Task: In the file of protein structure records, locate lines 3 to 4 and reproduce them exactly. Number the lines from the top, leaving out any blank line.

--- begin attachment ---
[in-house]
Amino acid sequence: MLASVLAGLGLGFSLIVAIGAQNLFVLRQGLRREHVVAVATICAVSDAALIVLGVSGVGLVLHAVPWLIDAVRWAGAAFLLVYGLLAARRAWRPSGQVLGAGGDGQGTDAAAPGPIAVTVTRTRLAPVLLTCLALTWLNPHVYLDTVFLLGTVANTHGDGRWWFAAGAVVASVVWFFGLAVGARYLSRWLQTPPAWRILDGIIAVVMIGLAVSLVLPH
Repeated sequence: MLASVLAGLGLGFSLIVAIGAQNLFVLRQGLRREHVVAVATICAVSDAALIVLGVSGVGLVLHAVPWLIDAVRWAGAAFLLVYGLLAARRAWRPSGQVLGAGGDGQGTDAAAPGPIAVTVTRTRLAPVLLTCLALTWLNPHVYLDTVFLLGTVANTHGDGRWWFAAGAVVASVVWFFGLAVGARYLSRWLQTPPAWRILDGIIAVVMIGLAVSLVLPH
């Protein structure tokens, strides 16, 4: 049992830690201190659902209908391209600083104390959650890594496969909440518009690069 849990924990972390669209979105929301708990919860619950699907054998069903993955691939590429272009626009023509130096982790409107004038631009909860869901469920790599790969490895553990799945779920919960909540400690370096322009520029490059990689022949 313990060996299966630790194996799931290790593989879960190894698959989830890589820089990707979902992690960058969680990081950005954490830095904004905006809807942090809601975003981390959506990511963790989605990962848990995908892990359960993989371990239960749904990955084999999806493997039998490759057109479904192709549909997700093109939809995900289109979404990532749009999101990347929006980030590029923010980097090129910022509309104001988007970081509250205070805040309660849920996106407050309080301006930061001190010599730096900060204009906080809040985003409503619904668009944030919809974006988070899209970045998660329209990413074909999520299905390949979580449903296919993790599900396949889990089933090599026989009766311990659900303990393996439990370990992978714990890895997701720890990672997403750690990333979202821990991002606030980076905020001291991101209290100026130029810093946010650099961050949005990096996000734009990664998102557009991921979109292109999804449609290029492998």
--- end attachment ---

Repeated sequence: MLASVLAGLGLGFSLIVAIGAQNLFVLRQGLRREHVVAVATICAVSDAALIVLGVSGVGLVLHAVPWLIDAVRWAGAAFLLVYGLLAARRAWRPSGQVLGAGGDGQGTDAAAPGPIAVTVTRTRLAPVLLTCLALTWLNPHVYLDTVFLLGTVANTHGDGRWWFAAGAVVASVVWFFGLAVGARYLSRWLQTPPAWRILDGIIAVVMIGLAVSLVLPH
């Protein structure tokens, strides 16, 4: 049992830690201190659902209908391209600083104390959650890594496969909440518009690069 849990924990972390669209979105929301708990919860619950699907054998069903993955691939590429272009626009023509130096982790409107004038631009909860869901469920790599790969490895553990799945779920919960909540400690370096322009520029490059990689022949 313990060996299966630790194996799931290790593989879960190894698959989830890589820089990707979902992690960058969680990081950005954490830095904004905006809807942090809601975003981390959506990511963790989605990962848990995908892990359960993989371990239960749904990955084999999806493997039998490759057109479904192709549909997700093109939809995900289109979404990532749009999101990347929006980030590029923010980097090129910022509309104001988007970081509250205070805040309660849920996106407050309080301006930061001190010599730096900060204009906080809040985003409503619904668009944030919809974006988070899209970045998660329209990413074909999520299905390949979580449903296919993790599900396949889990089933090599026989009766311990659900303990393996439990370990992978714990890895997701720890990672997403750690990333979202821990991002606030980076905020001291991101209290100026130029810093946010650099961050949005990096996000734009990664998102557009991921979109292109999804449609290029492998």